The third domino will be what happens with both Village Farms in 2025 and Shriners in 2026.

Village Farms going down in 2025 could almost certainly trigger some sort of legal challenge to Measure J.

Failure of a Measure J amendment and Village Farms could spell the end of Measure J as any number of different entities would likely challenge it on basis of its constraint on meeting the City’s housing needs.

That’s what is at stake, possibility within the next year, if not two years.

The numbers are clear, the city has pretty much run out of infill as a short-term fix for housing and now they are going to have to confront the polarizing issue of peripheral housing.

About The Author

David Greenwald is the founder, editor, and executive director of the Davis Vanguard. He founded the Vanguard in 2006. David Greenwald moved to Davis in 1996 to attend Graduate School at UC Davis in Political Science. He lives in South Davis with his wife Cecilia Escamilla Greenwald and three children.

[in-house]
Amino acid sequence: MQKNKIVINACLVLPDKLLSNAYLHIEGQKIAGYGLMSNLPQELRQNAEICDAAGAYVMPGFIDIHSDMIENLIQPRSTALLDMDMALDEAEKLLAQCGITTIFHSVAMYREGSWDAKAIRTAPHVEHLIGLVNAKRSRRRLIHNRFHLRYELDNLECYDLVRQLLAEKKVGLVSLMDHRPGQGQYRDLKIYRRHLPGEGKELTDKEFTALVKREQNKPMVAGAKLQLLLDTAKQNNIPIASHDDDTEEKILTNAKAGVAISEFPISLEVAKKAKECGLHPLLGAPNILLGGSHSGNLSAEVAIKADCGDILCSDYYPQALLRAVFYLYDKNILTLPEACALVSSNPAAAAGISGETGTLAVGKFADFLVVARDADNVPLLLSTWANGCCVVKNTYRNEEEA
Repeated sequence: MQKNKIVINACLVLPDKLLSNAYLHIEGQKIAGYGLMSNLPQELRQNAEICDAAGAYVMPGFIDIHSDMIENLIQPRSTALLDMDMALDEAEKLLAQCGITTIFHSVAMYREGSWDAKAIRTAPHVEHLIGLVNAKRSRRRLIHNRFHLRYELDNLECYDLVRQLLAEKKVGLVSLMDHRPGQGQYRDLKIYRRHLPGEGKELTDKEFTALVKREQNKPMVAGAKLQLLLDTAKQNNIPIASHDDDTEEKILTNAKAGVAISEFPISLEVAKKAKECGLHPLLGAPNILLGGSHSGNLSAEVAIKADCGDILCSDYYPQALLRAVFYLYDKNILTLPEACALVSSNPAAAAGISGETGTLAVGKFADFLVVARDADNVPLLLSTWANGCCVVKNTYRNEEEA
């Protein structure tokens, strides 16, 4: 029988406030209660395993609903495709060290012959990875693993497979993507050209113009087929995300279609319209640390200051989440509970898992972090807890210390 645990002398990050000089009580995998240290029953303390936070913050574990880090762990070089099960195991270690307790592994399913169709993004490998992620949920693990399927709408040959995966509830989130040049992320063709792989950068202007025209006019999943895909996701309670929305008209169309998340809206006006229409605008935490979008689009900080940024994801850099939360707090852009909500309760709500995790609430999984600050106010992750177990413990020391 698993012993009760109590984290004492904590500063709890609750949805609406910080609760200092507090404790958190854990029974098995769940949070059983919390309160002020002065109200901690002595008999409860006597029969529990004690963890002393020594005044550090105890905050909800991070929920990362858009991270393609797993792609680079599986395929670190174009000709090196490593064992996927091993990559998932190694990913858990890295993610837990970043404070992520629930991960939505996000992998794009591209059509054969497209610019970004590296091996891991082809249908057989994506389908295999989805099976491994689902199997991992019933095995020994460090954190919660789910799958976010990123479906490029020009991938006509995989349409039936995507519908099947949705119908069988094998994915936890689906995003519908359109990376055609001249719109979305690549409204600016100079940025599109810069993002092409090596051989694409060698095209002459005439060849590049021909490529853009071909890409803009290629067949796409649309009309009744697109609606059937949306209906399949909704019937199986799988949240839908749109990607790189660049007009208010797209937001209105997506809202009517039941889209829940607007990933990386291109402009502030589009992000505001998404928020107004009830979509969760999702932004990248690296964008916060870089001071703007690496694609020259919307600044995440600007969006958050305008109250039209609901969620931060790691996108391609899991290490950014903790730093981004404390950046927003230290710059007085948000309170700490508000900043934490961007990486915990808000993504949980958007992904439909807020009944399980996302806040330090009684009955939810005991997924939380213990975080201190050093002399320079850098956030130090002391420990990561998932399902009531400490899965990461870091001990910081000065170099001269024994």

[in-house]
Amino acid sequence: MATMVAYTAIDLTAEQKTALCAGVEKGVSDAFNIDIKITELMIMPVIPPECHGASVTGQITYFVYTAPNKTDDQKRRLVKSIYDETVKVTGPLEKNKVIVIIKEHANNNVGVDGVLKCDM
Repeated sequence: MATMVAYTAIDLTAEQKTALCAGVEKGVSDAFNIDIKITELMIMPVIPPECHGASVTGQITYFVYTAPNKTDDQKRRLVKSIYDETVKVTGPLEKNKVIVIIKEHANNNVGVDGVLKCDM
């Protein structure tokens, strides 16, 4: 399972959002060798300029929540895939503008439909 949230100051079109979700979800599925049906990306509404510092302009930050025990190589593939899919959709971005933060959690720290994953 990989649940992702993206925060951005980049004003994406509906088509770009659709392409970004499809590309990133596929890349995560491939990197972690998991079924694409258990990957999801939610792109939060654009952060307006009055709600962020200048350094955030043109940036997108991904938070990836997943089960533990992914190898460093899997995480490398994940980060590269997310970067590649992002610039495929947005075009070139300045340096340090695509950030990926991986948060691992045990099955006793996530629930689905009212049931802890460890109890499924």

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  1. David Thompson

    Having additional land set aside for affordable housing in any new annnexation would be a smart way for the city to address future RHNA numbers.


    Otherwise we (the City and the Citizens votes) are approving projects that contain built in breaches of the next RHNA.


    Not representative of either Neighborhood Partners LLC or Twin Pines Cooperative Foundation

  2. Tim Keller